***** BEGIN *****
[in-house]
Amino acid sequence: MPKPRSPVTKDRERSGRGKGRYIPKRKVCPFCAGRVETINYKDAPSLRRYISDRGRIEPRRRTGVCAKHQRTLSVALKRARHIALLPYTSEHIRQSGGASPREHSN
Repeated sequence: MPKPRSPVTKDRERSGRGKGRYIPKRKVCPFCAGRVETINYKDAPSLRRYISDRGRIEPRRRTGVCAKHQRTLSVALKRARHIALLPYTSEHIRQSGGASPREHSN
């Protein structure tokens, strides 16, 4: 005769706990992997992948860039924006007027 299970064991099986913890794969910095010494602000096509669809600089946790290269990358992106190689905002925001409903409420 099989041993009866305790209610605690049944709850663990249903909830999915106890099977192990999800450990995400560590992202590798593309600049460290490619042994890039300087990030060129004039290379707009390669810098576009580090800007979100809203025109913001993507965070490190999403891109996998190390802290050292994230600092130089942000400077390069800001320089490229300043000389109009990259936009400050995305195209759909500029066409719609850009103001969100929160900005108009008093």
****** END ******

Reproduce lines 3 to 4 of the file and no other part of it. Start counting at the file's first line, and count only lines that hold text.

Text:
Repeated sequence: MPKPRSPVTKDRERSGRGKGRYIPKRKVCPFCAGRVETINYKDAPSLRRYISDRGRIEPRRRTGVCAKHQRTLSVALKRARHIALLPYTSEHIRQSGGASPREHSN
């Protein structure tokens, strides 16, 4: 005769706990992997992948860039924006007027 299970064991099986913890794969910095010494602000096509669809600089946790290269990358992106190689905002925001409903409420 099989041993009866305790209610605690049944709850663990249903909830999915106890099977192990999800450990995400560590992202590798593309600049460290490619042994890039300087990030060129004039290379707009390669810098576009580090800007979100809203025109913001993507965070490190999403891109996998190390802290050292994230600092130089942000400077390069800001320089490229300043000389109009990259936009400050995305195209759909500029066409719609850009103001969100929160900005108009008093």